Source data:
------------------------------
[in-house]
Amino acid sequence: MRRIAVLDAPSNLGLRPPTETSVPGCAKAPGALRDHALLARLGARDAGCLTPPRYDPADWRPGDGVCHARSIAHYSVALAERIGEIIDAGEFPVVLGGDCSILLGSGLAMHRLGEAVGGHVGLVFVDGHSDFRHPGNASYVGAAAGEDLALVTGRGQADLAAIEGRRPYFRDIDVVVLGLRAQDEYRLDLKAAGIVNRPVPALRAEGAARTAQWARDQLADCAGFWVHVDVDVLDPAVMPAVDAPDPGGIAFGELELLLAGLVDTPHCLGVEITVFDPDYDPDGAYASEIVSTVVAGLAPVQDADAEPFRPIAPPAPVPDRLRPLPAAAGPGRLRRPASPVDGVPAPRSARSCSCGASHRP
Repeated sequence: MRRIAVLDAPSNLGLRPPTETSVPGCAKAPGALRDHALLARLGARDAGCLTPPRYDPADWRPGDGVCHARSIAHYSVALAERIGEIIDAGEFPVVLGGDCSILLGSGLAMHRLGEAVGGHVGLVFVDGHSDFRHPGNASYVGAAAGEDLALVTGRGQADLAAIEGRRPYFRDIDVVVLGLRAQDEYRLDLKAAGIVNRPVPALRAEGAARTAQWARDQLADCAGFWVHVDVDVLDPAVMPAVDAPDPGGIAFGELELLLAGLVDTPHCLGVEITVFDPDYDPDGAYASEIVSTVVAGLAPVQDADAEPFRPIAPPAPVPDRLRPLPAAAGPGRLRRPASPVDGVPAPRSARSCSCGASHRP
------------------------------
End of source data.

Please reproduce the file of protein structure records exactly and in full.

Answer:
[in-house]
Amino acid sequence: MRRIAVLDAPSNLGLRPPTETSVPGCAKAPGALRDHALLARLGARDAGCLTPPRYDPADWRPGDGVCHARSIAHYSVALAERIGEIIDAGEFPVVLGGDCSILLGSGLAMHRLGEAVGGHVGLVFVDGHSDFRHPGNASYVGAAAGEDLALVTGRGQADLAAIEGRRPYFRDIDVVVLGLRAQDEYRLDLKAAGIVNRPVPALRAEGAARTAQWARDQLADCAGFWVHVDVDVLDPAVMPAVDAPDPGGIAFGELELLLAGLVDTPHCLGVEITVFDPDYDPDGAYASEIVSTVVAGLAPVQDADAEPFRPIAPPAPVPDRLRPLPAAAGPGRLRRPASPVDGVPAPRSARSCSCGASHRP
Repeated sequence: MRRIAVLDAPSNLGLRPPTETSVPGCAKAPGALRDHALLARLGARDAGCLTPPRYDPADWRPGDGVCHARSIAHYSVALAERIGEIIDAGEFPVVLGGDCSILLGSGLAMHRLGEAVGGHVGLVFVDGHSDFRHPGNASYVGAAAGEDLALVTGRGQADLAAIEGRRPYFRDIDVVVLGLRAQDEYRLDLKAAGIVNRPVPALRAEGAARTAQWARDQLADCAGFWVHVDVDVLDPAVMPAVDAPDPGGIAFGELELLLAGLVDTPHCLGVEITVFDPDYDPDGAYASEIVSTVVAGLAPVQDADAEPFRPIAPPAPVPDRLRPLPAAAGPGRLRRPASPVDGVPAPRSARSCSCGASHRP